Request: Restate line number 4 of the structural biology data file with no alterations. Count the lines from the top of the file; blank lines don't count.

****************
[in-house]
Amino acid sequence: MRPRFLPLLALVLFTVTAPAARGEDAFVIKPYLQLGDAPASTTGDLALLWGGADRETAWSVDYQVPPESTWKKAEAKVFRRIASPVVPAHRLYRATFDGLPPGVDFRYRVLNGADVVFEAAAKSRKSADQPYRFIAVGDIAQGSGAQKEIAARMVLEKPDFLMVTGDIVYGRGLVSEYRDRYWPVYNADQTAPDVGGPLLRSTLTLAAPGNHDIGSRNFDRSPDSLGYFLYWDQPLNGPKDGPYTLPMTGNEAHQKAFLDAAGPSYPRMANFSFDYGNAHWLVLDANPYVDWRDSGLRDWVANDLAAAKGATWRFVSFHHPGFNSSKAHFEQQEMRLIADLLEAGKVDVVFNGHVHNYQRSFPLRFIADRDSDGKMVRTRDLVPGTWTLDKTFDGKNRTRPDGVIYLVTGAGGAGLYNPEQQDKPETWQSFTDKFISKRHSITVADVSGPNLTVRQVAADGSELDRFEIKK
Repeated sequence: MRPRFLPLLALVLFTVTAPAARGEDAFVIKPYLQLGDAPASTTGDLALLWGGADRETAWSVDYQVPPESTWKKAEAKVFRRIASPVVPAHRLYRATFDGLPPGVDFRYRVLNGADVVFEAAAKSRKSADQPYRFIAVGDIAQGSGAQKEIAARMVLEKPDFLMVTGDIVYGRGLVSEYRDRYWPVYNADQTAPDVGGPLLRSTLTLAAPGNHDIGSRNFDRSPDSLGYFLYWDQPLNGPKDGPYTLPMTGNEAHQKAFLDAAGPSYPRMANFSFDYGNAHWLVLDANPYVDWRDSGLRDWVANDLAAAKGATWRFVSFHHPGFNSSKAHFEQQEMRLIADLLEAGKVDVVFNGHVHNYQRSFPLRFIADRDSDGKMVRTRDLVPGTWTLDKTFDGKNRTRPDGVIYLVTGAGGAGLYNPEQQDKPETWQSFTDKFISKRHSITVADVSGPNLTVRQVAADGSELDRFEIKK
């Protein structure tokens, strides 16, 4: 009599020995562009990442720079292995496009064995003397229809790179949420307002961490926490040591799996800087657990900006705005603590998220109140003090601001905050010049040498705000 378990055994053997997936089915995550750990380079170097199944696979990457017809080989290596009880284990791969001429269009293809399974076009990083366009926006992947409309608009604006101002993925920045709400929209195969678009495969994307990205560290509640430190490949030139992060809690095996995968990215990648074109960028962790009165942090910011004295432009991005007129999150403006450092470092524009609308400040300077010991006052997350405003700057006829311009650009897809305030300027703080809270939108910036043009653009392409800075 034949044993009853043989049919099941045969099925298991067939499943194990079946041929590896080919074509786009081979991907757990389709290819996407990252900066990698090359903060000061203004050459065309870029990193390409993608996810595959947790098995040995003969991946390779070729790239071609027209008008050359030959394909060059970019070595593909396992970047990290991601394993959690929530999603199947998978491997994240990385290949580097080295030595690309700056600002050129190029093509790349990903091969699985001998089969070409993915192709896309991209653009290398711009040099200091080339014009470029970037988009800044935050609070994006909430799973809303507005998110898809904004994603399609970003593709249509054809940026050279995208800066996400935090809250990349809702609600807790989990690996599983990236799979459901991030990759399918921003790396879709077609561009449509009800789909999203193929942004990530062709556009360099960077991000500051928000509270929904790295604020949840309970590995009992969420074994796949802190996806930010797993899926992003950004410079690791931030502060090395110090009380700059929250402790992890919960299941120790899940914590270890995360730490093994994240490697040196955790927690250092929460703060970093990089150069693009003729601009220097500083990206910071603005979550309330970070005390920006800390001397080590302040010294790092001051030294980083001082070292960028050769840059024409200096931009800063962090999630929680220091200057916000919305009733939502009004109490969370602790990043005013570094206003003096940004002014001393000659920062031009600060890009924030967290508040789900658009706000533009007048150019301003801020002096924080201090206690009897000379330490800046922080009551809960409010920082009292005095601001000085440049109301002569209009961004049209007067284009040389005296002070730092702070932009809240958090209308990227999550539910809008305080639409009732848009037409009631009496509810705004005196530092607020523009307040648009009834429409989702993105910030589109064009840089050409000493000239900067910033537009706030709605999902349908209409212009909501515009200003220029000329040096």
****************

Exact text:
């Protein structure tokens, strides 16, 4: 009599020995562009990442720079292995496009064995003397229809790179949420307002961490926490040591799996800087657990900006705005603590998220109140003090601001905050010049040498705000 378990055994053997997936089915995550750990380079170097199944696979990457017809080989290596009880284990791969001429269009293809399974076009990083366009926006992947409309608009604006101002993925920045709400929209195969678009495969994307990205560290509640430190490949030139992060809690095996995968990215990648074109960028962790009165942090910011004295432009991005007129999150403006450092470092524009609308400040300077010991006052997350405003700057006829311009650009897809305030300027703080809270939108910036043009653009392409800075 034949044993009853043989049919099941045969099925298991067939499943194990079946041929590896080919074509786009081979991907757990389709290819996407990252900066990698090359903060000061203004050459065309870029990193390409993608996810595959947790098995040995003969991946390779070729790239071609027209008008050359030959394909060059970019070595593909396992970047990290991601394993959690929530999603199947998978491997994240990385290949580097080295030595690309700056600002050129190029093509790349990903091969699985001998089969070409993915192709896309991209653009290398711009040099200091080339014009470029970037988009800044935050609070994006909430799973809303507005998110898809904004994603399609970003593709249509054809940026050279995208800066996400935090809250990349809702609600807790989990690996599983990236799979459901991030990759399918921003790396879709077609561009449509009800789909999203193929942004990530062709556009360099960077991000500051928000509270929904790295604020949840309970590995009992969420074994796949802190996806930010797993899926992003950004410079690791931030502060090395110090009380700059929250402790992890919960299941120790899940914590270890995360730490093994994240490697040196955790927690250092929460703060970093990089150069693009003729601009220097500083990206910071603005979550309330970070005390920006800390001397080590302040010294790092001051030294980083001082070292960028050769840059024409200096931009800063962090999630929680220091200057916000919305009733939502009004109490969370602790990043005013570094206003003096940004002014001393000659920062031009600060890009924030967290508040789900658009706000533009007048150019301003801020002096924080201090206690009897000379330490800046922080009551809960409010920082009292005095601001000085440049109301002569209009961004049209007067284009040389005296002070730092702070932009809240958090209308990227999550539910809008305080639409009732848009037409009631009496509810705004005196530092607020523009307040648009009834429409989702993105910030589109064009840089050409000493000239900067910033537009706030709605999902349908209409212009909501515009200003220029000329040096």